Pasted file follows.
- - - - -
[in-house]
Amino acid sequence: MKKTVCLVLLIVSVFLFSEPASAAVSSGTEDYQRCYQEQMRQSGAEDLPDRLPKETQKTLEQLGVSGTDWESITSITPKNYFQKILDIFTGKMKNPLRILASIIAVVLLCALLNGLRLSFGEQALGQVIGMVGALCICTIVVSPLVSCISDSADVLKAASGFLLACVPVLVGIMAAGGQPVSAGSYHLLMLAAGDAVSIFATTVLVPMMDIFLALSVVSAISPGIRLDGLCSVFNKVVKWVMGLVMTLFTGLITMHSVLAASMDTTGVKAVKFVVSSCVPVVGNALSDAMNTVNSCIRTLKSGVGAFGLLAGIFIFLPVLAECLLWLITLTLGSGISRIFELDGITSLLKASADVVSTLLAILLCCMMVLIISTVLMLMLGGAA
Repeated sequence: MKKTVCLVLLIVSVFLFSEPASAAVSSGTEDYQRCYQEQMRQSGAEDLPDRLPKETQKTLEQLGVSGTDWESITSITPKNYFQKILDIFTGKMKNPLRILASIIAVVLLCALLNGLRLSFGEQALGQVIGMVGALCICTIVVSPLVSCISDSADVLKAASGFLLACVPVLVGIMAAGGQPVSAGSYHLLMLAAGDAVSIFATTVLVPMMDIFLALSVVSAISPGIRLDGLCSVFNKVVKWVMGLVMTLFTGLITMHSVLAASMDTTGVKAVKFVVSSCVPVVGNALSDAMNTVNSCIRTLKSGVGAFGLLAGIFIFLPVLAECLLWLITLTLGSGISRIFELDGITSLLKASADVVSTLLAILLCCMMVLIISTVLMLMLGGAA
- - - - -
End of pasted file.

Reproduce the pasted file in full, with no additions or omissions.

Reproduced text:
[in-house]
Amino acid sequence: MKKTVCLVLLIVSVFLFSEPASAAVSSGTEDYQRCYQEQMRQSGAEDLPDRLPKETQKTLEQLGVSGTDWESITSITPKNYFQKILDIFTGKMKNPLRILASIIAVVLLCALLNGLRLSFGEQALGQVIGMVGALCICTIVVSPLVSCISDSADVLKAASGFLLACVPVLVGIMAAGGQPVSAGSYHLLMLAAGDAVSIFATTVLVPMMDIFLALSVVSAISPGIRLDGLCSVFNKVVKWVMGLVMTLFTGLITMHSVLAASMDTTGVKAVKFVVSSCVPVVGNALSDAMNTVNSCIRTLKSGVGAFGLLAGIFIFLPVLAECLLWLITLTLGSGISRIFELDGITSLLKASADVVSTLLAILLCCMMVLIISTVLMLMLGGAA
Repeated sequence: MKKTVCLVLLIVSVFLFSEPASAAVSSGTEDYQRCYQEQMRQSGAEDLPDRLPKETQKTLEQLGVSGTDWESITSITPKNYFQKILDIFTGKMKNPLRILASIIAVVLLCALLNGLRLSFGEQALGQVIGMVGALCICTIVVSPLVSCISDSADVLKAASGFLLACVPVLVGIMAAGGQPVSAGSYHLLMLAAGDAVSIFATTVLVPMMDIFLALSVVSAISPGIRLDGLCSVFNKVVKWVMGLVMTLFTGLITMHSVLAASMDTTGVKAVKFVVSSCVPVVGNALSDAMNTVNSCIRTLKSGVGAFGLLAGIFIFLPVLAECLLWLITLTLGSGISRIFELDGITSLLKASADVVSTLLAILLCCMMVLIISTVLMLMLGGAA